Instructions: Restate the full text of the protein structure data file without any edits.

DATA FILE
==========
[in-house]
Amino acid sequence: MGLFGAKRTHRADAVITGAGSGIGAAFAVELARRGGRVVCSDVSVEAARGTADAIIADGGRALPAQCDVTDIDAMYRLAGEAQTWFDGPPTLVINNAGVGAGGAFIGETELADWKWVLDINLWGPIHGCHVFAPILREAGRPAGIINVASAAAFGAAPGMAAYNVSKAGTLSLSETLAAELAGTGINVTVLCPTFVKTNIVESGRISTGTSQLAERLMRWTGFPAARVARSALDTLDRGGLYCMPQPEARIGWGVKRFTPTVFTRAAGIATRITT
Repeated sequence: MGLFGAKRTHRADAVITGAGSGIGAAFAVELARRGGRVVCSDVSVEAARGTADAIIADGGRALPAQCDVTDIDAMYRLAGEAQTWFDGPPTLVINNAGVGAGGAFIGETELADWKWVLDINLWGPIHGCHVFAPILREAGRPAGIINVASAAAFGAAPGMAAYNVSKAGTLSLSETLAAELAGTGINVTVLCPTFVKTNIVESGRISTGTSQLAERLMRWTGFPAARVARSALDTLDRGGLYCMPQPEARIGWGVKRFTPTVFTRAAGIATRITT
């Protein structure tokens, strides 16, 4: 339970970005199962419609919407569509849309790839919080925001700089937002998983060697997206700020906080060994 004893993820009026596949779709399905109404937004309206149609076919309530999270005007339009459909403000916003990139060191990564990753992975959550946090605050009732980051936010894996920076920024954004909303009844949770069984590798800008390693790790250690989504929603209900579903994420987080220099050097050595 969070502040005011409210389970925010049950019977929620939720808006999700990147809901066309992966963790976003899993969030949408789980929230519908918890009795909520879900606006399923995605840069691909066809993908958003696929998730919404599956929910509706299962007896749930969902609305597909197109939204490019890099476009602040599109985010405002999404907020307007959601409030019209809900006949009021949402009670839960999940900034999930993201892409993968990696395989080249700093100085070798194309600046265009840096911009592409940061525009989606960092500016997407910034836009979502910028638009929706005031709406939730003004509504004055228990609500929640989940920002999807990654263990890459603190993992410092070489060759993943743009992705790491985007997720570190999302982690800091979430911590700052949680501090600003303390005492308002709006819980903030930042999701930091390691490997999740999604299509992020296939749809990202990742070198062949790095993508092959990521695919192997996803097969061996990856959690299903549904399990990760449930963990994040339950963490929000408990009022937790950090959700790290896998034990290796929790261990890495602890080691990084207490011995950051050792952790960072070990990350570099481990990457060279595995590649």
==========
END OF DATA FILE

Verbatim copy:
[in-house]
Amino acid sequence: MGLFGAKRTHRADAVITGAGSGIGAAFAVELARRGGRVVCSDVSVEAARGTADAIIADGGRALPAQCDVTDIDAMYRLAGEAQTWFDGPPTLVINNAGVGAGGAFIGETELADWKWVLDINLWGPIHGCHVFAPILREAGRPAGIINVASAAAFGAAPGMAAYNVSKAGTLSLSETLAAELAGTGINVTVLCPTFVKTNIVESGRISTGTSQLAERLMRWTGFPAARVARSALDTLDRGGLYCMPQPEARIGWGVKRFTPTVFTRAAGIATRITT
Repeated sequence: MGLFGAKRTHRADAVITGAGSGIGAAFAVELARRGGRVVCSDVSVEAARGTADAIIADGGRALPAQCDVTDIDAMYRLAGEAQTWFDGPPTLVINNAGVGAGGAFIGETELADWKWVLDINLWGPIHGCHVFAPILREAGRPAGIINVASAAAFGAAPGMAAYNVSKAGTLSLSETLAAELAGTGINVTVLCPTFVKTNIVESGRISTGTSQLAERLMRWTGFPAARVARSALDTLDRGGLYCMPQPEARIGWGVKRFTPTVFTRAAGIATRITT
């Protein structure tokens, strides 16, 4: 339970970005199962419609919407569509849309790839919080925001700089937002998983060697997206700020906080060994 004893993820009026596949779709399905109404937004309206149609076919309530999270005007339009459909403000916003990139060191990564990753992975959550946090605050009732980051936010894996920076920024954004909303009844949770069984590798800008390693790790250690989504929603209900579903994420987080220099050097050595 969070502040005011409210389970925010049950019977929620939720808006999700990147809901066309992966963790976003899993969030949408789980929230519908918890009795909520879900606006399923995605840069691909066809993908958003696929998730919404599956929910509706299962007896749930969902609305597909197109939204490019890099476009602040599109985010405002999404907020307007959601409030019209809900006949009021949402009670839960999940900034999930993201892409993968990696395989080249700093100085070798194309600046265009840096911009592409940061525009989606960092500016997407910034836009979502910028638009929706005031709406939730003004509504004055228990609500929640989940920002999807990654263990890459603190993992410092070489060759993943743009992705790491985007997720570190999302982690800091979430911590700052949680501090600003303390005492308002709006819980903030930042999701930091390691490997999740999604299509992020296939749809990202990742070198062949790095993508092959990521695919192997996803097969061996990856959690299903549904399990990760449930963990994040339950963490929000408990009022937790950090959700790290896998034990290796929790261990890495602890080691990084207490011995950051050792952790960072070990990350570099481990990457060279595995590649």